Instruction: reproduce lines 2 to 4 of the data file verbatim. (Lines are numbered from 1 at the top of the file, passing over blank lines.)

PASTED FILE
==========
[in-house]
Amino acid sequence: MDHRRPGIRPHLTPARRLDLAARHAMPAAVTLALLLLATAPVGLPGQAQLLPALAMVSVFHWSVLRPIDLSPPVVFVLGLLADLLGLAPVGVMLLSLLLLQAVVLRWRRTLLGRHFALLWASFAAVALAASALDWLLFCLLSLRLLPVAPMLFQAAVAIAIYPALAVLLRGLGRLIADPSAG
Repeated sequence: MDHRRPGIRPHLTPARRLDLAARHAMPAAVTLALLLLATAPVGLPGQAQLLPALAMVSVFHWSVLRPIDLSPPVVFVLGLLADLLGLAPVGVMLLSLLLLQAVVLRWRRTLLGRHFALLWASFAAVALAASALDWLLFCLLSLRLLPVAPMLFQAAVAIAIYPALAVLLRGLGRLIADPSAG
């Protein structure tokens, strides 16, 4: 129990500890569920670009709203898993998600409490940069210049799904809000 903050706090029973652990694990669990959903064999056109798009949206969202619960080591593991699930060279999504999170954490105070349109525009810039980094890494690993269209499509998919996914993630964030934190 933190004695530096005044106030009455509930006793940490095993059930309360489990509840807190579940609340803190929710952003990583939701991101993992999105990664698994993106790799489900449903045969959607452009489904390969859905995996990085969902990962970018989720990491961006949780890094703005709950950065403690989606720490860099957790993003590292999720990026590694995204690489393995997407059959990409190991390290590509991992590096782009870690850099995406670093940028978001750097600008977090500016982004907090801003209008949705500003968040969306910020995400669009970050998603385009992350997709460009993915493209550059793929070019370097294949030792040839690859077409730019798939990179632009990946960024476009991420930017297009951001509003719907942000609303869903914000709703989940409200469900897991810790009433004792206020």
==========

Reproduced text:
Amino acid sequence: MDHRRPGIRPHLTPARRLDLAARHAMPAAVTLALLLLATAPVGLPGQAQLLPALAMVSVFHWSVLRPIDLSPPVVFVLGLLADLLGLAPVGVMLLSLLLLQAVVLRWRRTLLGRHFALLWASFAAVALAASALDWLLFCLLSLRLLPVAPMLFQAAVAIAIYPALAVLLRGLGRLIADPSAG
Repeated sequence: MDHRRPGIRPHLTPARRLDLAARHAMPAAVTLALLLLATAPVGLPGQAQLLPALAMVSVFHWSVLRPIDLSPPVVFVLGLLADLLGLAPVGVMLLSLLLLQAVVLRWRRTLLGRHFALLWASFAAVALAASALDWLLFCLLSLRLLPVAPMLFQAAVAIAIYPALAVLLRGLGRLIADPSAG
């Protein structure tokens, strides 16, 4: 129990500890569920670009709203898993998600409490940069210049799904809000 903050706090029973652990694990669990959903064999056109798009949206969202619960080591593991699930060279999504999170954490105070349109525009810039980094890494690993269209499509998919996914993630964030934190 933190004695530096005044106030009455509930006793940490095993059930309360489990509840807190579940609340803190929710952003990583939701991101993992999105990664698994993106790799489900449903045969959607452009489904390969859905995996990085969902990962970018989720990491961006949780890094703005709950950065403690989606720490860099957790993003590292999720990026590694995204690489393995997407059959990409190991390290590509991992590096782009870690850099995406670093940028978001750097600008977090500016982004907090801003209008949705500003968040969306910020995400669009970050998603385009992350997709460009993915493209550059793929070019370097294949030792040839690859077409730019798939990179632009990946960024476009991420930017297009951001509003719907942000609303869903914000709703989940409200469900897991810790009433004792206020």